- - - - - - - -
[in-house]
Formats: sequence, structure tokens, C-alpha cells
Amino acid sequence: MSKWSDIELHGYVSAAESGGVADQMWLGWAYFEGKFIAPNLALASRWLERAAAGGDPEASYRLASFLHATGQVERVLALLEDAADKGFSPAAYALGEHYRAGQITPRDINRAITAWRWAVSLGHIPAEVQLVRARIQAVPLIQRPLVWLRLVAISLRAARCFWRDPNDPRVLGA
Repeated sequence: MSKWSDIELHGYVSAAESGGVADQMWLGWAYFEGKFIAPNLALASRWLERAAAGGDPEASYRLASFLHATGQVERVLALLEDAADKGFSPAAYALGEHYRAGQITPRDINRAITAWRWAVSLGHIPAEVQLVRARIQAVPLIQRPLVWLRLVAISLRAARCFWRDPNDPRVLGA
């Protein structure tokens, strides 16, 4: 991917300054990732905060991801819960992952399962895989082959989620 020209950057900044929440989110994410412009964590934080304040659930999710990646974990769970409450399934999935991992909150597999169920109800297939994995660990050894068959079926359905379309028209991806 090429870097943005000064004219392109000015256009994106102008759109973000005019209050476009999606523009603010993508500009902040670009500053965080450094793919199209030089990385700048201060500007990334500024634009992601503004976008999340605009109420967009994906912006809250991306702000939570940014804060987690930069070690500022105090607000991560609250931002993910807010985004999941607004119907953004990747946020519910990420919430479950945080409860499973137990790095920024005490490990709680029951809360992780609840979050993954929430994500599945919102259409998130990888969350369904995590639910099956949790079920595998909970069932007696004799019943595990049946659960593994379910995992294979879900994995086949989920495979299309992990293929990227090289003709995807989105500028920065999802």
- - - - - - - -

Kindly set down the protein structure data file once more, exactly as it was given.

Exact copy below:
[in-house]
Formats: sequence, structure tokens, C-alpha cells
Amino acid sequence: MSKWSDIELHGYVSAAESGGVADQMWLGWAYFEGKFIAPNLALASRWLERAAAGGDPEASYRLASFLHATGQVERVLALLEDAADKGFSPAAYALGEHYRAGQITPRDINRAITAWRWAVSLGHIPAEVQLVRARIQAVPLIQRPLVWLRLVAISLRAARCFWRDPNDPRVLGA
Repeated sequence: MSKWSDIELHGYVSAAESGGVADQMWLGWAYFEGKFIAPNLALASRWLERAAAGGDPEASYRLASFLHATGQVERVLALLEDAADKGFSPAAYALGEHYRAGQITPRDINRAITAWRWAVSLGHIPAEVQLVRARIQAVPLIQRPLVWLRLVAISLRAARCFWRDPNDPRVLGA
């Protein structure tokens, strides 16, 4: 991917300054990732905060991801819960992952399962895989082959989620 020209950057900044929440989110994410412009964590934080304040659930999710990646974990769970409450399934999935991992909150597999169920109800297939994995660990050894068959079926359905379309028209991806 090429870097943005000064004219392109000015256009994106102008759109973000005019209050476009999606523009603010993508500009902040670009500053965080450094793919199209030089990385700048201060500007990334500024634009992601503004976008999340605009109420967009994906912006809250991306702000939570940014804060987690930069070690500022105090607000991560609250931002993910807010985004999941607004119907953004990747946020519910990420919430479950945080409860499973137990790095920024005490490990709680029951809360992780609840979050993954929430994500599945919102259409998130990888969350369904995590639910099956949790079920595998909970069932007696004799019943595990049946659960593994379910995992294979879900994995086949989920495979299309992990293929990227090289003709995807989105500028920065999802």